17 Feb 2022:The Court of Appeal, split 2-1, found against Ms Finch.  The majority judgment found that SCC, as the decision-maker, had discretion on whether or not to include the downstream emissions in the “effects of the project” analysis required in the EIA.  Therefore, SCC’s decision was lawful.  Ms Finch again appealed.

Supreme Court judgment, handed down on 20 June 2024

The Supreme Court was unanimous in rejecting the Court of Appeal’s finding that the decision-maker has discretion as to the definition of “effects of the project”. The Supreme Court said that this was a matter of law, and not a matter of judgment to be left to individual authorities – if it were, it would be “a recipe for unpredictable, inconsistent and arbitrary decision-making”, especially “more regrettable” given that issues relating to climate change are “becoming more and more salient in policy-making and public debate”.

On the question of whether the “effects of the project” should include downstream emissions, however, the Court was split.

In his majority judgment, Lord Leggatt (with whom Lady Rose and Lord Kitchin agreed), found that the “effects of the project” was a question of causal connection, and therefore applied the “but for” test. This was met; but for the extraction of the oil, the oil would stay in the ground and therefore could not be burnt. However, Lord Leggatt went one step further, finding that on the facts, it was guaranteed that the oil would be refined and burnt, which is the strongest possible form of causal connection: “an effect is the obverse of a cause”.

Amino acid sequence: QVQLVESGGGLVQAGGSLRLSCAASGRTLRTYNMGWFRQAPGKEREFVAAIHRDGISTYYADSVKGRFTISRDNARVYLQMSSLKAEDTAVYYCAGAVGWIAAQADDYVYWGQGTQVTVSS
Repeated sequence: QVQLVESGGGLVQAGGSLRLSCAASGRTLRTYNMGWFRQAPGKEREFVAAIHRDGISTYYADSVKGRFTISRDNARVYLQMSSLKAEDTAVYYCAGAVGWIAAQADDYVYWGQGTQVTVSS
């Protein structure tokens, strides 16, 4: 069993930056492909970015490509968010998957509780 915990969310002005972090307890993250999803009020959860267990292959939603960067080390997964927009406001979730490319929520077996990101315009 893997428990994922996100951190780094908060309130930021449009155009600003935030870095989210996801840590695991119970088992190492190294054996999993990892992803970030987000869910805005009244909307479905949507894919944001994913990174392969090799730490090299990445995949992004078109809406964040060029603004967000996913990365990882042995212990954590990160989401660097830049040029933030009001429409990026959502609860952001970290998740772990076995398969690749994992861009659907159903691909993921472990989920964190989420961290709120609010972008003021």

Lord Leggatt also dismissed the reasoning of the lower courts regarding causation, which was that the intermediate steps between extraction and combustion of the oil could break the chain of causation. He held that the refining process does not alter the intended use or fundamental nature of the crude oil; its combustion is still a foreseeable consequence. He noted that this may not apply to other commodities which are mined or otherwise extracted; using steel as an example, he distinguished it from crude oil on the basis that steel has many different uses, and therefore the “effects will depend on innumerable decisions made “downstream” about how the steel is used and how products made from the steel are used”. This is not the case for crude oil, which only really has one purpose: combustion.

The Supreme Court found, therefore, that the combustion of oil is an inevitable outcome of its extraction, and so is necessarily an ”effect of the project”. Therefore, the effects of the emissions subsequently produced as a result of using the product should have been considered in the EIA. Further, the Court identified a number of established methodologies to estimate the amount of downstream GHG emissions resulting from the combustion of the extracted oil, so it was feasible for companies to include this in the assessment.

The Court noted at the start of its written decision that “the legislation does not prevent the competent authority from giving development consent for projects which will cause significant harm to the environment.  But it aims to ensure that, if such consent is given, it is given with full knowledge of the environmental cost.”

Lord Sales made the dissenting judgment, with which Lord Richards agreed. He identified a constitutional irregularity in the majority judgment, namely that planning permission for these projects is often taken at local or regional levels (e.g. Surrey County Council), whereas issues regarding greenhouse gas emissions are dealt with on a national level. His judgment was that it would therefore be constitutionally inappropriate for local and regional authorities to make such decisions on greenhouse gas emissions.